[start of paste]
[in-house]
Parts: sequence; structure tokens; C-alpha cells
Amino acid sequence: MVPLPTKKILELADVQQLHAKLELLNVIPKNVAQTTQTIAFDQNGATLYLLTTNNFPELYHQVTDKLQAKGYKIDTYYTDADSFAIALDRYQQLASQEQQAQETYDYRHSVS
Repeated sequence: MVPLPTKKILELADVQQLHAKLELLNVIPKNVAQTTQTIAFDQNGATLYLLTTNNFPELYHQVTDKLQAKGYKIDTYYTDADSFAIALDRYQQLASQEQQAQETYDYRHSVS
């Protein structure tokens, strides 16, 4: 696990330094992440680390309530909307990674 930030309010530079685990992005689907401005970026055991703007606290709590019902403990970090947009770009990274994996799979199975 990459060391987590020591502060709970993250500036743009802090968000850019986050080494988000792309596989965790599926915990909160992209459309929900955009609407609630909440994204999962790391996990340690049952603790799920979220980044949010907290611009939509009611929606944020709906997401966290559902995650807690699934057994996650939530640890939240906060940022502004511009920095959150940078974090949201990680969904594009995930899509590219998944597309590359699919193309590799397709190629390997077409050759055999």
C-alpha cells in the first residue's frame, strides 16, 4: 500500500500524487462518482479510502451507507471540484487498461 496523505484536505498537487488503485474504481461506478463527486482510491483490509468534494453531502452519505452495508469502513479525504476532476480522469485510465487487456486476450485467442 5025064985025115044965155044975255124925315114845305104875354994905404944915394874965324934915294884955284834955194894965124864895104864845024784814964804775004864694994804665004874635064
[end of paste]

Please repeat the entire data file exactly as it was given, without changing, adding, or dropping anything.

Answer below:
[in-house]
Parts: sequence; structure tokens; C-alpha cells
Amino acid sequence: MVPLPTKKILELADVQQLHAKLELLNVIPKNVAQTTQTIAFDQNGATLYLLTTNNFPELYHQVTDKLQAKGYKIDTYYTDADSFAIALDRYQQLASQEQQAQETYDYRHSVS
Repeated sequence: MVPLPTKKILELADVQQLHAKLELLNVIPKNVAQTTQTIAFDQNGATLYLLTTNNFPELYHQVTDKLQAKGYKIDTYYTDADSFAIALDRYQQLASQEQQAQETYDYRHSVS
């Protein structure tokens, strides 16, 4: 696990330094992440680390309530909307990674 930030309010530079685990992005689907401005970026055991703007606290709590019902403990970090947009770009990274994996799979199975 990459060391987590020591502060709970993250500036743009802090968000850019986050080494988000792309596989965790599926915990909160992209459309929900955009609407609630909440994204999962790391996990340690049952603790799920979220980044949010907290611009939509009611929606944020709906997401966290559902995650807690699934057994996650939530640890939240906060940022502004511009920095959150940078974090949201990680969904594009995930899509590219998944597309590359699919193309590799397709190629390997077409050759055999």
C-alpha cells in the first residue's frame, strides 16, 4: 500500500500524487462518482479510502451507507471540484487498461 496523505484536505498537487488503485474504481461506478463527486482510491483490509468534494453531502452519505452495508469502513479525504476532476480522469485510465487487456486476450485467442 5025064985025115044965155044975255124925315114845305104875354994905404944915394874965324934915294884955284834955194894965124864895104864845024784814964804775004864694994804665004874635064